More police won't stop inner-city violence
By Elizabeth Terzakis | August 9, 2002 | Page 2
"One hundred more cops don't make me feel safer." That was the message on the signs of demonstrators at the Oakland City Council meeting last week. They came to protest Mayor Jerry Brown's answer to violent crime--a plan to spend $65 million to hire 100 new cops.
Sixty-seven people have been murdered in the city of Oakland this year. Some 85 percent of the victims and 97 percent of known suspects were African Americans. Grieving and frightened, Oakland residents are understandably desperate to find a way to stop the violence, and many therefore support Brown's plan.
But hiring more cops doesn't address the root cause of the problem--poverty. Numerous studies show that high murder rates are caused by the lack of jobs in poor minority communities. Also, hiring more cops inevitably means more brutality.
Ironically, on the same day that the City Council was considering Brown's plan, it decided to pay out $115,000 to settle two excessive force cases against Oakland cops. Meanwhile, press reports revealed that Officer Clarence "Chuck" Mabanag--a member of a police gang called the Riders who is awaiting trial on charges of falsifying reports, planting evidence and beating suspects while handcuffed--had been brought up on excessive force charges before the Riders scandal broke.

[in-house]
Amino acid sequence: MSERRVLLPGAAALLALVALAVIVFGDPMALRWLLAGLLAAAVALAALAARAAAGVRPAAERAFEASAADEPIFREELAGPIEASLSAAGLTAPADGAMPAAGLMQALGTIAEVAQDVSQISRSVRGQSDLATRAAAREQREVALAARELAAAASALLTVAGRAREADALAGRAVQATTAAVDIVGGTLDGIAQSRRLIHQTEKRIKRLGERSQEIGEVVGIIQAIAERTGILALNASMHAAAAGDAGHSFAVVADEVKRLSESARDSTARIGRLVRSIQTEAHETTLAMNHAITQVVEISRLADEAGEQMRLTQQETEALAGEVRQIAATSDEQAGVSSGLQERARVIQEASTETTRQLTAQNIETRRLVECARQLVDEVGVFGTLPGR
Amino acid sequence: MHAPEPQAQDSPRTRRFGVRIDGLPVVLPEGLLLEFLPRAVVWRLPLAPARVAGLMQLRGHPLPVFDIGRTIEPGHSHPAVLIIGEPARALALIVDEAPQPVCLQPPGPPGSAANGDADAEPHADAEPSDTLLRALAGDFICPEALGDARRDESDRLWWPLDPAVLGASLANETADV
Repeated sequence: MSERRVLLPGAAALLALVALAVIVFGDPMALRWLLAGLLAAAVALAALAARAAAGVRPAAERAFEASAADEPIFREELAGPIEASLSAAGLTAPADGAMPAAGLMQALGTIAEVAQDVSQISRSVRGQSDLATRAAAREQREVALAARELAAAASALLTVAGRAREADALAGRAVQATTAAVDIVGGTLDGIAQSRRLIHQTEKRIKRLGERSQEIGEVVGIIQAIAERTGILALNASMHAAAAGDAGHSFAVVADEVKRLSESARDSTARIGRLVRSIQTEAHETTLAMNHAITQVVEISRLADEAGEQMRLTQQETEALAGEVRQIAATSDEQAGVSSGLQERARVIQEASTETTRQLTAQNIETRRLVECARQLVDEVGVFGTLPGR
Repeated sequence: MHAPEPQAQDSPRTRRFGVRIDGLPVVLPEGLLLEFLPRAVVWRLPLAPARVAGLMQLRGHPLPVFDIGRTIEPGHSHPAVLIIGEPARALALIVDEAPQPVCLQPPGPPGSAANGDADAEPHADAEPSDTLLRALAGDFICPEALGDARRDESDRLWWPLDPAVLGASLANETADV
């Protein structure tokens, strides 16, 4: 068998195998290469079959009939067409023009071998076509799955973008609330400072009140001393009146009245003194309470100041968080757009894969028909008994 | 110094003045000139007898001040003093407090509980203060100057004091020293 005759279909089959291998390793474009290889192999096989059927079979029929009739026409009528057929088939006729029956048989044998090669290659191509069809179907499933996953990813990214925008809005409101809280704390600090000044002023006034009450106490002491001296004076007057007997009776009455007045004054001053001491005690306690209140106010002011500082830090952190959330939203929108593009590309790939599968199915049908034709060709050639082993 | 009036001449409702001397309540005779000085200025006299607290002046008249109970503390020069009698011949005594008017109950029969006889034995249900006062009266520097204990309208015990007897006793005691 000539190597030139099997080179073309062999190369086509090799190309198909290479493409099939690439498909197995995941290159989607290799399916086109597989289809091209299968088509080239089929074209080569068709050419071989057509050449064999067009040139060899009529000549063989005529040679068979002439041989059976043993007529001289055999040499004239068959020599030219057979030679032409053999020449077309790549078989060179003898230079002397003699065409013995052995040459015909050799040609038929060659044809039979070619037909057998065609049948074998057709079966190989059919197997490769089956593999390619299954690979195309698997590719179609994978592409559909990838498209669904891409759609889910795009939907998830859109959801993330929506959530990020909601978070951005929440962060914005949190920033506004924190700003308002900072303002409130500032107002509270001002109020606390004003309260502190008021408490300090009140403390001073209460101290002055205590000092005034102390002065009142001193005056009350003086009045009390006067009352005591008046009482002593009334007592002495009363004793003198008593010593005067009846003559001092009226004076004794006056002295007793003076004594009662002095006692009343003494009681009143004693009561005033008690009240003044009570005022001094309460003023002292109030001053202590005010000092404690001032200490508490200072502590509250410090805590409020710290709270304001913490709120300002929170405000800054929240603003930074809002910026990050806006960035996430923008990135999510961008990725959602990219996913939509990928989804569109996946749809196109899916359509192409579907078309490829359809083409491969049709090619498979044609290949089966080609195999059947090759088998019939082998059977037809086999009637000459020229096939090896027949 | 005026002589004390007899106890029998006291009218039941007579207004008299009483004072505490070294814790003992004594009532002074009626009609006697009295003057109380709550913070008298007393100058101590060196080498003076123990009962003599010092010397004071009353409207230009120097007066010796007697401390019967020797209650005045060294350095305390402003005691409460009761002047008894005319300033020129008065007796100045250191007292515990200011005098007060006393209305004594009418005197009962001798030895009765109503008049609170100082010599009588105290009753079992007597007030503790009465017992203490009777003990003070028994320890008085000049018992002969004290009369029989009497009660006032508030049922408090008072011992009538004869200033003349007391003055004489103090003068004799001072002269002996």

A referendum on the November ballot will decide Brown's plan, which would pay for the added cops by hiking taxes on parking, hotels and utility bills. But more police won't solve the problem of inner-city violence. Money for schools, better access to higher education and better-paying jobs will.
And the truth is the money for all this isn't far away. The poor neighborhoods of the Flatlands lie at the feet of the Oakland Hills, where multimillion-dollar homes provide residents with stunning views of the San Francisco Bay. A real solution would involve taxing the rich.